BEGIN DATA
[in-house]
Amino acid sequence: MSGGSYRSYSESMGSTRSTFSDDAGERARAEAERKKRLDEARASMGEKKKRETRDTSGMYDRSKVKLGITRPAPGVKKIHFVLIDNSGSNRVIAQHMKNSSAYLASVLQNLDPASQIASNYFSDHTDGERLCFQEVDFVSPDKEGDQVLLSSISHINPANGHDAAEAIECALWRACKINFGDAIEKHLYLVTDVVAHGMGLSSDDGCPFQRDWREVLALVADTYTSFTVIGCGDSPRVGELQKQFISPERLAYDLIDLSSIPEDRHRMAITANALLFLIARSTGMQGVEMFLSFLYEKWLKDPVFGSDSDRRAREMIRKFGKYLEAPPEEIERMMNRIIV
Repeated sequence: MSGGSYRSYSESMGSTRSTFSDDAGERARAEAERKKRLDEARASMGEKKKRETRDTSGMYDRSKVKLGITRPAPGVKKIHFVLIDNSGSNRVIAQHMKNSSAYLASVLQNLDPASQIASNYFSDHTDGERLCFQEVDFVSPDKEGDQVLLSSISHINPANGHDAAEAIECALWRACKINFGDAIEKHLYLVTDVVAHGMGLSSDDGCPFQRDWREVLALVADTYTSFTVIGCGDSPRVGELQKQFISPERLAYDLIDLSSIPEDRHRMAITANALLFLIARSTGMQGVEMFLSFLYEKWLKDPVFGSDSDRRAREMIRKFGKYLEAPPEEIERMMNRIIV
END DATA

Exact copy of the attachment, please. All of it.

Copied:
[in-house]
Amino acid sequence: MSGGSYRSYSESMGSTRSTFSDDAGERARAEAERKKRLDEARASMGEKKKRETRDTSGMYDRSKVKLGITRPAPGVKKIHFVLIDNSGSNRVIAQHMKNSSAYLASVLQNLDPASQIASNYFSDHTDGERLCFQEVDFVSPDKEGDQVLLSSISHINPANGHDAAEAIECALWRACKINFGDAIEKHLYLVTDVVAHGMGLSSDDGCPFQRDWREVLALVADTYTSFTVIGCGDSPRVGELQKQFISPERLAYDLIDLSSIPEDRHRMAITANALLFLIARSTGMQGVEMFLSFLYEKWLKDPVFGSDSDRRAREMIRKFGKYLEAPPEEIERMMNRIIV
Repeated sequence: MSGGSYRSYSESMGSTRSTFSDDAGERARAEAERKKRLDEARASMGEKKKRETRDTSGMYDRSKVKLGITRPAPGVKKIHFVLIDNSGSNRVIAQHMKNSSAYLASVLQNLDPASQIASNYFSDHTDGERLCFQEVDFVSPDKEGDQVLLSSISHINPANGHDAAEAIECALWRACKINFGDAIEKHLYLVTDVVAHGMGLSSDDGCPFQRDWREVLALVADTYTSFTVIGCGDSPRVGELQKQFISPERLAYDLIDLSSIPEDRHRMAITANALLFLIARSTGMQGVEMFLSFLYEKWLKDPVFGSDSDRRAREMIRKFGKYLEAPPEEIERMMNRIIV